28. Lichtenberg EM, Hrncir M, Turatti IC, Nieh JC (2011) Olfactory eavesdropping between two competing stingless bee species. Behav Ecol Sociobiol 65:763–774. doi:10.1007/s00265-010-1080-3 CrossRefPubMedGoogle Scholar
  29. Menzel F, Pokorny T, Blüthgen N, Schmitt T (2010) Trail-sharing among tropical ants: interspecific use of trail pheromones? Ecol Entomol 35:495–503. doi:10.1111/j.1365-2311.2010.01206.x CrossRefGoogle Scholar
  30. Molet M, Chittka L, Stelzer RJ et al (2008) Colony nutritional status modulates worker responses to foraging recruitment pheromone in the bumblebee Bombus terrestris. Behav Ecol Sociobiol 62:1919–1926. doi:10.1007/s00265-008-0623-3 CrossRefGoogle Scholar
  31. Peake TM (2005) Eavesdropping in communication networks. In: Animal Communication Networks. pp 13–35.Google Scholar
  32. R Development Core Team (2015) R: a language and environment for statistical computing. R Foundation for Statistical Computing Vienna, AustriaGoogle Scholar
  33. SEPLAN/SUPES (2009) Sergipe em dados. Aracaju: v.10 il. IOP Publishing PhysicWeb. http://www.seplag.se.gov.br/attachments/article/1385/sergipe_em_dados_2009.pdf. Acessed 15 december 2014
  34. Shellman-Reeve JS (1994) Limited nutrients in a dampwood termite: nest preference, competition and cooperative nest defence. J Anim Ecol 63:921–932. doi:10.2307/5269 CrossRefGoogle Scholar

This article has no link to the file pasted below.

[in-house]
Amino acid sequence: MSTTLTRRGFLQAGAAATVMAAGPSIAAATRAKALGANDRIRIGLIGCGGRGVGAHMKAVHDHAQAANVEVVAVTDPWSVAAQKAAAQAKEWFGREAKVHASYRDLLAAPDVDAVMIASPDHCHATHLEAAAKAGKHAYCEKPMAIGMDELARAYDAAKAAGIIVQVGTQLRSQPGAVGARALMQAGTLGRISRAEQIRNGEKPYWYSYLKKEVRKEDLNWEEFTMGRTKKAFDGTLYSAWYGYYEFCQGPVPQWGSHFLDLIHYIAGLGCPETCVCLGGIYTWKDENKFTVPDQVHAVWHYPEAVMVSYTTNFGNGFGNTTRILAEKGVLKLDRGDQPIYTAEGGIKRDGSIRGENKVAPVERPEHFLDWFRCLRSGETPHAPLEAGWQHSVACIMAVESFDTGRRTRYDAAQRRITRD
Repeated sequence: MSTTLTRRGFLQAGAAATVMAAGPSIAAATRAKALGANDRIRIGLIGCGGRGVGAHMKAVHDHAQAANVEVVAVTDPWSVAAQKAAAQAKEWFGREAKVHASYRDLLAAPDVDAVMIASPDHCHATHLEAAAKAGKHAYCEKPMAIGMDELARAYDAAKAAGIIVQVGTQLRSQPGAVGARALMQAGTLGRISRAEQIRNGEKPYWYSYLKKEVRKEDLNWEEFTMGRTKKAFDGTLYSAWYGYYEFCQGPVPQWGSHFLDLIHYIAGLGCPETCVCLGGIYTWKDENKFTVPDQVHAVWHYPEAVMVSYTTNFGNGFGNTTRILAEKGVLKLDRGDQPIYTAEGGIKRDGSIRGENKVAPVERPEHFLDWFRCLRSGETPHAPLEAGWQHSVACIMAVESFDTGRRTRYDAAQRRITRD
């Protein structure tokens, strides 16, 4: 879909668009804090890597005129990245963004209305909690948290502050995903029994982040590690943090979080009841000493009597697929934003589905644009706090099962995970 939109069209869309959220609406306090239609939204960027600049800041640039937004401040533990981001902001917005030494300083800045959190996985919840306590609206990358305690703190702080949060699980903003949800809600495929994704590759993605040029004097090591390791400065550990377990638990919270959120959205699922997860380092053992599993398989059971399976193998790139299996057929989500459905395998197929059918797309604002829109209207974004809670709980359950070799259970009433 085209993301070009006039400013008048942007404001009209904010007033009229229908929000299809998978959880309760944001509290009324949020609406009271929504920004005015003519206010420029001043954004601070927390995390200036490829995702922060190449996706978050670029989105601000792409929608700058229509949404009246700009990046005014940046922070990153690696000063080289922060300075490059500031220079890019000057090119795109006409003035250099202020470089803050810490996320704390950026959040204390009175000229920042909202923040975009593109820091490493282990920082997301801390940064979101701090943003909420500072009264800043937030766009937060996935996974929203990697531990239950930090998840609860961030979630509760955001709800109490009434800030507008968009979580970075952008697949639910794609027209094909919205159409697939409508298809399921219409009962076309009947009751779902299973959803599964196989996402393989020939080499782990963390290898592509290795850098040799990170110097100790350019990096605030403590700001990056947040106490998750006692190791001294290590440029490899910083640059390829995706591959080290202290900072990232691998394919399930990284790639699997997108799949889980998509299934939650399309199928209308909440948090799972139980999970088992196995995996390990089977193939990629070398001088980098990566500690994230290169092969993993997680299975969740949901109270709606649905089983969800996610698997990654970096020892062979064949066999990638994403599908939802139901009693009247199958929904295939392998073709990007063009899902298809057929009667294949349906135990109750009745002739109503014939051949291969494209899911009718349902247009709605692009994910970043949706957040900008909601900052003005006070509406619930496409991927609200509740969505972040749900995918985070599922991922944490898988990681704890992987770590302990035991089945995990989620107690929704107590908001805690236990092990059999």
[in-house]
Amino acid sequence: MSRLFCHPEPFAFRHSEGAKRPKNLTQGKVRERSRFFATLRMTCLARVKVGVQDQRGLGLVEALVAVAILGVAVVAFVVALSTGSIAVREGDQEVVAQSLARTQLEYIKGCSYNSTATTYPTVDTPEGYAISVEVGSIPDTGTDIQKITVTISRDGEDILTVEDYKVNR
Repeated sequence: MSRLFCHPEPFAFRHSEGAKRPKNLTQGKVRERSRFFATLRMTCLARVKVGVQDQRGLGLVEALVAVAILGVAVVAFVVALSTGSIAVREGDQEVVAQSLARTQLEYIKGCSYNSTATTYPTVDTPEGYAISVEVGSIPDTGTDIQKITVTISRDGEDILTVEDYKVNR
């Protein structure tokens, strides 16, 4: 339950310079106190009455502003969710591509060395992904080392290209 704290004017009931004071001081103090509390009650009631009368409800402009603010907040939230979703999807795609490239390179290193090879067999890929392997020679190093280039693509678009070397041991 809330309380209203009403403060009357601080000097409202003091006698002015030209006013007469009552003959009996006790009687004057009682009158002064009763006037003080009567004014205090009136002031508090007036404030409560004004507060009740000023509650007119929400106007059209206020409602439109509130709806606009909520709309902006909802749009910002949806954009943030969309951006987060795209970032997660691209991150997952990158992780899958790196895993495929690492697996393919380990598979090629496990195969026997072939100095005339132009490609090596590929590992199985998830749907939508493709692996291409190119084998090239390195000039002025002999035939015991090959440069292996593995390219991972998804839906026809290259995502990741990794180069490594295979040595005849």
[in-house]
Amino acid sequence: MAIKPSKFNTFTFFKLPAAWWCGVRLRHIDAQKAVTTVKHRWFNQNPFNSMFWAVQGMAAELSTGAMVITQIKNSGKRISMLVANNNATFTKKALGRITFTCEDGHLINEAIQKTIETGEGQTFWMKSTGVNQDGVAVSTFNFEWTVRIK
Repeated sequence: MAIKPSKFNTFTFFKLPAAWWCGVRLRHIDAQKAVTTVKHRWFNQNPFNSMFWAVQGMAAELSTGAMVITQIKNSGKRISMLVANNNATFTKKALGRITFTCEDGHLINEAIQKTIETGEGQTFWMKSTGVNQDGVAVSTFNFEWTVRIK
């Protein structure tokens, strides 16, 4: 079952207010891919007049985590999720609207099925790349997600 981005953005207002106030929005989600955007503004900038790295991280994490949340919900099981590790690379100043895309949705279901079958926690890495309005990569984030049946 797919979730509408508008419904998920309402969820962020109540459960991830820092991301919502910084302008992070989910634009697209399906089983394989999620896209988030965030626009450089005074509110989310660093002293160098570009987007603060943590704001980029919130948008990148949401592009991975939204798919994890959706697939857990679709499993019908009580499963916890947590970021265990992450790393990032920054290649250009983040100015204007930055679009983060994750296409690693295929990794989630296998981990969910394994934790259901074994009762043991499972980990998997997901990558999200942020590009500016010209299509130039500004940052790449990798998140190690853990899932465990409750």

35. Sorvari J, Hakkarainen H (2004) Habitat-related aggressive behaviour between neighbouring colonies of the polydomous wood ant Formica aquilonia. Anim Behav 67:151–153. doi:10.1016/j.anbehav.2003.03.009 CrossRefGoogle Scholar
  36. Sorvari J, Pascal T, Stefano T et al (2008) Food resources, chemical signalling, and nest mate recognition in the ant Formica aquilonia. Behav Ecol. doi:10.1093/beheco/arm160 Google Scholar
  37. Toth AL, Kantarovich S, Meisel AF, Robinson GE (2005) Nutritional status influences socially regulated ontogeny in honey bees nutritional status influences socially regulated foraging ontogeny in honey bees. J Exp Biol 208:4641–4649. doi:10.1242/jeb.01956 CrossRefPubMedGoogle Scholar
  38. Valone TJ (2007) From eavesdropping on performance to copying the behavior of others: a review of public information use. Behav Ecol Sociobiol 62:1–14. doi:10.1007/s00265-007-0439-6 CrossRefGoogle Scholar
  39. Vogel ER, Janson CH (2007) Predicting the frequency of food-related agonism in white-faced capuchin monkeys (Cebus capucinus), using a novel focal-tree method. Am J Primatol 550:533–550. doi:10.1002/ajp CrossRefGoogle Scholar
  40. Wagner RH, Danchin E (2010) A taxonomy of biological information. Oikos. doi:10.1111/j.1600-0706.2009.17315.x Google Scholar

Copyright information

© Springer-Verlag Berlin Heidelberg 2016

Authors and Affiliations

  • Paulo F. Cristaldo
    • 1
  • Ana P. A. Araújo
    • 1
  • Camilla S. Almeida
    • 1
    • 2
  • Nayara G. Cruz
    • 1
    • 2
  • Efrem J. M. Ribeiro
    • 1
  • Marcos L. C. Rocha
    • 1
  • Alisson S. Santana
    • 3
  • Abraão A. Santos
    • 3
  • Alexandre Passos
    • 3
  • Og De Souza
    • 4
  • Daniela F. Florencio
    • 5
  1. 1.Ecological Interactions Laboratory, Department of EcologyFederal University of SergipeSão CristóvãoBrazil
  2. 2.Graduate Program in Ecology and ConservationFederal University of SergipeSão CristovãoBrazil
  3. 3.Phytosanitary ClinicFederal University of SergipeSão CristóvãoBrazil
  4. 4.Termitology Laboratory, Department of EntomologyFederal University of ViçosaMinas GeraisBrazil
  5. 5.Department of Agrotechnology and Social SciencesRural Semi-Arid Federal UniversityMossoróBrazil

Personalised recommendations